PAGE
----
• Rusty, thanks.

    This year was my first year and I thought I was doing ok. I really thought I had a pretty good hive till I started feeding the bees this fall. Even though I had the feed inside the hive no matter what I did the yellowjackets got in. I had reduced the entrance and It appeared my bees were willing the battle. Then one day I open the hive because I did not see any of my bees coming or going or even defending. When I opened the hive all I had were yellowjackets and dead bees. Queen and all the store of honey were gone, the young brood dead and a new queen that was ready to come out of her cell dead. I guess All I can do is wait till spring. I had two traps I made that were full of yellowjackets that I had emptied at least five times, but that was still not enough! Hope spring comes early.

  • Hi Rusty

    Not sure I’m looking for any answers, but your opinion is valued. I live in Northern Colorado. Temperatures at night have been in the upper teens to mid twenties and day upper twenties to lower fifties.

    When would you expect yellowjackets to stop attempting to raid the hives? From what I’ve observed and read, yellowjackets can and do fly at lower temperatures (35F) than honey bees (50F in full sun). So YJ can and do enter the hive unchallenged at the lower temperature. I am wondering what kind of damage the YJ can do while no HB is on guard duty.
    Thank You

    • Ken,

      Most wasp nests, including yellowjacket nests, are wiped out after the first hard freeze. Yours should be dead by now, but perhaps their nest is in a sheltered area that’s getting heat from somewhere . . . maybe in a barn or garage. In any case, yellowjackets entering a honey bee hive unchallenged can kill it very quickly. They will eat adults, brood, and honey.

  • Feed them openly and try to follow them home. They’ll go back to the nest after they’ve picked up food. Then kill the nest. I used to exterminate them and didn’t have the safety net of a bee suit. Don’t really need one anyhow. Just find the nest (hope it’s not in a perilous location) wait until dark and set a very bright light off from your location directed at the nest. If you mess up they will attack the light. Also, use a distillate based pesticide in a wand sprayer so they can’t communicate attack pheromones and stick it right up the hole and blast em good. They won’t know what hit them. I’ve killed so many of these things I almost have a guilty conscience. If they’re hurting your bees or family, it’s a declaration of macheveilin warfare. For trapping or baits, I used to swear by orange crush, sometimes nothing seems to really work well. I know everybody and they’re dog swears something works better than anything. I know if you cook a nice steak on the bbq every wasp for miles shows up and wants some of your steak but I usually don’t feel like sharing but you could forgo a portion of dinner and work up an extra appetite hurtling over your neighbors fence tracking Yellowjackets back home… If that sounds fun.

  • I was reading about the yellowjackets. We have 3 sugar water feeders and the yellowjackets are becoming more in number. If they just drank the water, I might leave them be but I know what they are capable of. How can I keep them away from the sugar water? I found a DIY Yellow Jacket Bottle Trap using red wine and isn’t suppose to lure the honeybees.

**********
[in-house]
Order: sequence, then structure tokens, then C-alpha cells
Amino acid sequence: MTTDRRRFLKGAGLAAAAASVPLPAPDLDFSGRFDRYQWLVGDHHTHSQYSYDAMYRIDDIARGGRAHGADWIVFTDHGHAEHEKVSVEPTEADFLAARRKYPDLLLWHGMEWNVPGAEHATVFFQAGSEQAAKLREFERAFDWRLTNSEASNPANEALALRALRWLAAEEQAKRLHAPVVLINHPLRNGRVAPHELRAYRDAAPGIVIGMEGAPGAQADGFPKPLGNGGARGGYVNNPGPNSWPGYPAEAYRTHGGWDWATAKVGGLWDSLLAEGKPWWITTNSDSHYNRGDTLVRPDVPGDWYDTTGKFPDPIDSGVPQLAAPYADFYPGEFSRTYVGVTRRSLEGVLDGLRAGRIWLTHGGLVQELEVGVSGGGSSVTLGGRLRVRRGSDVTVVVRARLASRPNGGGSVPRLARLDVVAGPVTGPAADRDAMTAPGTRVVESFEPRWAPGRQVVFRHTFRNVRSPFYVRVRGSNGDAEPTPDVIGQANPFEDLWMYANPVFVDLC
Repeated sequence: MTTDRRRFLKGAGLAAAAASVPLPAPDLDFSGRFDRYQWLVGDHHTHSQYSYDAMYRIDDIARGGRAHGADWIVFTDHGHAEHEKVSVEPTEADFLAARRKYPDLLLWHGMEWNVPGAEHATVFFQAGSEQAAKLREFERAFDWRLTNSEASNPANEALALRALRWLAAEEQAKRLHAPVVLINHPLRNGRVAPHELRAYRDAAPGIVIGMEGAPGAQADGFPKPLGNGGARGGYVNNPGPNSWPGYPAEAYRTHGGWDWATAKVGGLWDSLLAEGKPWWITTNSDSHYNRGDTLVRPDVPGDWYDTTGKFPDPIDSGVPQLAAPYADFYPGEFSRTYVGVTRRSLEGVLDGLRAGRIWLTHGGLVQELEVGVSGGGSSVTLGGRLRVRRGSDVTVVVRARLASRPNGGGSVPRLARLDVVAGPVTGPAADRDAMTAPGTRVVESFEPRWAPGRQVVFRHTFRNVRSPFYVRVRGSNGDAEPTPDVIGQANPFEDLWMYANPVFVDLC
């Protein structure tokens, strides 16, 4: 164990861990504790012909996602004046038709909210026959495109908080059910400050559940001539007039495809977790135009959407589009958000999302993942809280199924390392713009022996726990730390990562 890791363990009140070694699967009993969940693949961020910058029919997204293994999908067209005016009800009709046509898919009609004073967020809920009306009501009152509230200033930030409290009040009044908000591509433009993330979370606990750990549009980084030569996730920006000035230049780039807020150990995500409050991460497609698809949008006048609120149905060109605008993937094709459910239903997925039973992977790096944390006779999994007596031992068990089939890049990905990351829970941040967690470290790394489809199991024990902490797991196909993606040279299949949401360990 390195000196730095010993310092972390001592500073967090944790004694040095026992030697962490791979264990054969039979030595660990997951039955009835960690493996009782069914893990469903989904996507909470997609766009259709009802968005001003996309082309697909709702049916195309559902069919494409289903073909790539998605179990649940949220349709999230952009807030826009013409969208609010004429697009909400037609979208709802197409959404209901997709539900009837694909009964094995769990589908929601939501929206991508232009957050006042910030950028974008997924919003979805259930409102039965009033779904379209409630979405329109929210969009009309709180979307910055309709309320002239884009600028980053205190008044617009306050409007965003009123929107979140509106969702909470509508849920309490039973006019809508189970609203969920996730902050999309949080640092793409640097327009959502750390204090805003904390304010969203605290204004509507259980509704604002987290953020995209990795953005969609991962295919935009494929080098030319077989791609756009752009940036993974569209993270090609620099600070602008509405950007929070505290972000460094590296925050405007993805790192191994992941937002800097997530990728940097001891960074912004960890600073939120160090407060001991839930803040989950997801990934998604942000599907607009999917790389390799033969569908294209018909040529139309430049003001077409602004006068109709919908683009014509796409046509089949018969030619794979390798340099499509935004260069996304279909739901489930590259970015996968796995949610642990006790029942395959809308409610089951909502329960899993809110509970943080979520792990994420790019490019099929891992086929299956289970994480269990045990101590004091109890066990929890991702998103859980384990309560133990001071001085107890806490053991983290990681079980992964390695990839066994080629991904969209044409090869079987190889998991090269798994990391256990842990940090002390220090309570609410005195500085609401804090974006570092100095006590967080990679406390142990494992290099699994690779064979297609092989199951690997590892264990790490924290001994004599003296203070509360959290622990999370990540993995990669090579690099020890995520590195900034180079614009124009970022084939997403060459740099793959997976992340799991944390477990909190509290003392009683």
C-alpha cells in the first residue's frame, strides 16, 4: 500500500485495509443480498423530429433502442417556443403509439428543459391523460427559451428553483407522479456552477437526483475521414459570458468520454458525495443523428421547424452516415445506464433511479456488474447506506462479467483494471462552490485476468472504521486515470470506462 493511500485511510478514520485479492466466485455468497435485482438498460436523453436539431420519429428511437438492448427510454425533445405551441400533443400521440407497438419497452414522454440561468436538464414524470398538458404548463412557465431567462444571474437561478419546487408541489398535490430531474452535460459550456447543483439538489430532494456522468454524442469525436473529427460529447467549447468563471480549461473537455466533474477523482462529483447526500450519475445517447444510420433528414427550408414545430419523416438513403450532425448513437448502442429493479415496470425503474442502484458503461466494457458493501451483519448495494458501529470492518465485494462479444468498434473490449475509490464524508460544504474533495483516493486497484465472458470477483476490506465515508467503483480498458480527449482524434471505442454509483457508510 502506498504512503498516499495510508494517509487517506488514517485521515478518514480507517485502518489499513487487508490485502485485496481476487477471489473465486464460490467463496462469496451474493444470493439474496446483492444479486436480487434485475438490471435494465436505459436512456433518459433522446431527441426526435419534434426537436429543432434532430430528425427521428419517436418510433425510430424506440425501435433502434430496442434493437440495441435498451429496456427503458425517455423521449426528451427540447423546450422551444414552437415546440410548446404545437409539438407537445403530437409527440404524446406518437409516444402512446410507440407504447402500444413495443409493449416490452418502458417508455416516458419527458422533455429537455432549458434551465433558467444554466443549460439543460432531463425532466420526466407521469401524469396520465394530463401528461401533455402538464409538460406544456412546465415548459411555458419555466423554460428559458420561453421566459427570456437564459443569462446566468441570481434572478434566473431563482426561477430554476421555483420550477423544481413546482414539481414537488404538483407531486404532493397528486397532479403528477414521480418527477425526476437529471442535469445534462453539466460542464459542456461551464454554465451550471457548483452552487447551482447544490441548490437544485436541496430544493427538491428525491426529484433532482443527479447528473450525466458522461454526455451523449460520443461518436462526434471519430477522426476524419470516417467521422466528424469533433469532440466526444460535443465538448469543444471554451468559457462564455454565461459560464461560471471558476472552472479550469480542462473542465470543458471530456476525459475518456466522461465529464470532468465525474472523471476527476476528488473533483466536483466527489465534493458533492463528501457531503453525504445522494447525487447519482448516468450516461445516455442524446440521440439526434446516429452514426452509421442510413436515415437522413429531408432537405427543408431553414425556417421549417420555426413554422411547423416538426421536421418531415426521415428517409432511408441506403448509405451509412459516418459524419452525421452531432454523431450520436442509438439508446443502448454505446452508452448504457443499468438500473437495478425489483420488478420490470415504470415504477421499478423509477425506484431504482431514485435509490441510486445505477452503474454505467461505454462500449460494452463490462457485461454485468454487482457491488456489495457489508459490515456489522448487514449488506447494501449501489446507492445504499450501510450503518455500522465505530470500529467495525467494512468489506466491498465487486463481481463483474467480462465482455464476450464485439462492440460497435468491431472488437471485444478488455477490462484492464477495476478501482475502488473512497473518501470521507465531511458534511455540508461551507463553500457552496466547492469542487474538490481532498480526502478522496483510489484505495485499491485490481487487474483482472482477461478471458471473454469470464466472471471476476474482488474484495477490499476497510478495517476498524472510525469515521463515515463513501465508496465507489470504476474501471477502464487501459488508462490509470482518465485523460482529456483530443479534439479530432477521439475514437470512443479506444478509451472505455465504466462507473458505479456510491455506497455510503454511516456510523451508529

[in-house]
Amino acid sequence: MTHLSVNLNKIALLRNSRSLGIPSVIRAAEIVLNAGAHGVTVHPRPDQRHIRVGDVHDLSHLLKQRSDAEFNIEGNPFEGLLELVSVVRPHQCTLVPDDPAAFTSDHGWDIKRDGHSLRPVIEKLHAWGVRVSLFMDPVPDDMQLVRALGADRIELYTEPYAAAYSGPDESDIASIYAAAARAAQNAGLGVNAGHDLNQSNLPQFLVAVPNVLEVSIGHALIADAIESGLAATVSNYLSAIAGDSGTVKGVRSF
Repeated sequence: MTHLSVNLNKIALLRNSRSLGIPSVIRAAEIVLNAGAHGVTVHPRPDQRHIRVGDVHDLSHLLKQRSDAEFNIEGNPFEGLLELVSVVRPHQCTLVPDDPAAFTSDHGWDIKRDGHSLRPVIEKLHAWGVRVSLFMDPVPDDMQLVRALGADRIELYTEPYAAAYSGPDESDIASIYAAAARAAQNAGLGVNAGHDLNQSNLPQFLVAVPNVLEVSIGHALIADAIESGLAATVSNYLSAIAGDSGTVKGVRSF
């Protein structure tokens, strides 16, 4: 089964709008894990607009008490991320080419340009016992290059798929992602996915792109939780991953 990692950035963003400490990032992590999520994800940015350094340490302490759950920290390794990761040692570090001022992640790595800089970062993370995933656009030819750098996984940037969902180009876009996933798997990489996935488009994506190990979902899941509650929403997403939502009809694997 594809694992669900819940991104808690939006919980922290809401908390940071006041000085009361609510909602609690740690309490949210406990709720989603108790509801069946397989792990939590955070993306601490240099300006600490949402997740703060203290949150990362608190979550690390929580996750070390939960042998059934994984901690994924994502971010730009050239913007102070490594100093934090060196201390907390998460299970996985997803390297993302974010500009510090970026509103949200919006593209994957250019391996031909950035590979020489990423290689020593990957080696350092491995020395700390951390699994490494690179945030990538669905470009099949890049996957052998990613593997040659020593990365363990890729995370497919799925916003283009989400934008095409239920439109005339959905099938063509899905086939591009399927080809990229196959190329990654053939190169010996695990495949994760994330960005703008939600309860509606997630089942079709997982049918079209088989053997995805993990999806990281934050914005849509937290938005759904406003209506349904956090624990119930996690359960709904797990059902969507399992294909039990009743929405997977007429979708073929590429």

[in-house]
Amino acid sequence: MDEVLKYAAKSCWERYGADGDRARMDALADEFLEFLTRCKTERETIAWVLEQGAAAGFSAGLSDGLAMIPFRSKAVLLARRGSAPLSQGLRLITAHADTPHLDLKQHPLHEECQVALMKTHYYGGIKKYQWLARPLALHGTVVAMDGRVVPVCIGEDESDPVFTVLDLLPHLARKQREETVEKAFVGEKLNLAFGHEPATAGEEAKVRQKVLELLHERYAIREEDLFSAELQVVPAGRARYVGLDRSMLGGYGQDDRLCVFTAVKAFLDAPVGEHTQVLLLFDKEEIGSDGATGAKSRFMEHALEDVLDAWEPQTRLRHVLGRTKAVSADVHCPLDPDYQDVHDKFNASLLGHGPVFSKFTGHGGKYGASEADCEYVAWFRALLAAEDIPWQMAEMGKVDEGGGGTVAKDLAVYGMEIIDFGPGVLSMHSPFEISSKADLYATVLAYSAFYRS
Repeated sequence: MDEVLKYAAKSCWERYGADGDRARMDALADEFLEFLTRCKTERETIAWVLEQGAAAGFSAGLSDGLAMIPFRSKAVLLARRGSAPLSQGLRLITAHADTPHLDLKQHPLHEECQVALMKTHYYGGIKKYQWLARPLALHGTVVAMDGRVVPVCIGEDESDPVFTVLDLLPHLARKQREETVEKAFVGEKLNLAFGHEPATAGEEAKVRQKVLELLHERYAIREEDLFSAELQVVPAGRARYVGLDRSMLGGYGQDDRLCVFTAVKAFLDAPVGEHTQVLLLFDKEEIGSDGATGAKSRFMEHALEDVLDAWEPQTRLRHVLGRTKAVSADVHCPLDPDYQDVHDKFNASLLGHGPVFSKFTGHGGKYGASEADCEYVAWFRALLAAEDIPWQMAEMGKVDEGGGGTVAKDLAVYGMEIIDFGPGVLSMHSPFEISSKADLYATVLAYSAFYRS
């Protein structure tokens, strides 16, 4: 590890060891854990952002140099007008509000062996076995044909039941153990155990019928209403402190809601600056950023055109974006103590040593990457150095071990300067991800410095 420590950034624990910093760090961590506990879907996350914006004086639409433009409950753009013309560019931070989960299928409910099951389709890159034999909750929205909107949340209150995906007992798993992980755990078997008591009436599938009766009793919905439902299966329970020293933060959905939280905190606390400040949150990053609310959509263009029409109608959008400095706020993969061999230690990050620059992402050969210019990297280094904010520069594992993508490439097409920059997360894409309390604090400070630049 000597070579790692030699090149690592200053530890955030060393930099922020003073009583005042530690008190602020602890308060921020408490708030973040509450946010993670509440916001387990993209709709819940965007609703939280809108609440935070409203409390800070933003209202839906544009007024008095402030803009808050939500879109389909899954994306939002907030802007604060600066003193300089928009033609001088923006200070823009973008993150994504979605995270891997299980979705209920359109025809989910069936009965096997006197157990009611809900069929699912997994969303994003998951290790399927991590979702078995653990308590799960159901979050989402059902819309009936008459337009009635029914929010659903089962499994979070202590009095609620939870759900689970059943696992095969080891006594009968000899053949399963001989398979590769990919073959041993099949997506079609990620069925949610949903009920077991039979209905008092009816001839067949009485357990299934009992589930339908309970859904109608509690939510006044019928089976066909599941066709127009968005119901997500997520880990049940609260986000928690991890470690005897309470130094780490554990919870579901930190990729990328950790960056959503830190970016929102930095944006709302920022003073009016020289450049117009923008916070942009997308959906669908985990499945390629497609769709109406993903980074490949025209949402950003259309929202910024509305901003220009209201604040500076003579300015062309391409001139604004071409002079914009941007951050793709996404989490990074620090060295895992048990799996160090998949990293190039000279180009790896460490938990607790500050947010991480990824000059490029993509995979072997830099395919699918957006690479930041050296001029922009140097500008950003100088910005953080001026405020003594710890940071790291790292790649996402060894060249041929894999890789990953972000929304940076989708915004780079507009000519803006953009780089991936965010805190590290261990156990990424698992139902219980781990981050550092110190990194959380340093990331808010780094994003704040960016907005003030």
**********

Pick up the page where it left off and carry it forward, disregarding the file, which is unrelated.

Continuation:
• Cathy,

      This is one of the negative aspects of open feeding: everyone is invited. You could try a homemade yellowjacket trap. Any kind of meat also works well in a trap, and bees, unlike wasps, are not interested in meat.

  • Please pardon my ignorance but how do you make the yellow jacket trap you mentioned. I read about one with red wine and dishwashing soap but they are still in the feeder. We think that 4 houses up is where the nest is… would be about the 1000 ft. theory from the nest.

      • I was halfway to Lowe’s yesterday and picked up several. I hung my first one this morning. We do know where the nest is located just trying to get up with our neighbor to assisting him if necessary to get the nest.

  • The photo accompanying this post about yellowjackets is of Polistes dominula, in a different subfamily and not a yellowjacket. Note the bright orange antennae, somewhat diagnostic. Although there are many biological similarities, P. dominula (and Polistes in general in North America) colonies do not get nearly as large as those of Vespula, and they are unlikely to present serious problems for honeybees as have been described for the true yellowjackets. Polistes nests are open, not enclosed, so you can see the wasps on the paper combs. If you are removing or destroying these nests, you are not really addressing any honey bee/yellowjacket problem.

  • This past year in the NW, I installed a new kind of hive entrance, based on what I was seeing in wild hives in trees. All of my hives have a piece of bamboo or cow horn, about 1-1.5″ diameter, and about three inches long inserted into the hive. My other entrances are all closed. I leave this small entrance as it is all year, and it is ALWAYS filled with bees. So, when any robber tries to get in, they have to run a three-inch bee gauntlet, instead of just sneak around a couple of guard bees. On my wooden hives, I’ve drilled holes to accommodate the tubes about halfway up the face of the hive. In my skeps, I make room by cutting away a chunk of straw for the tube to fit.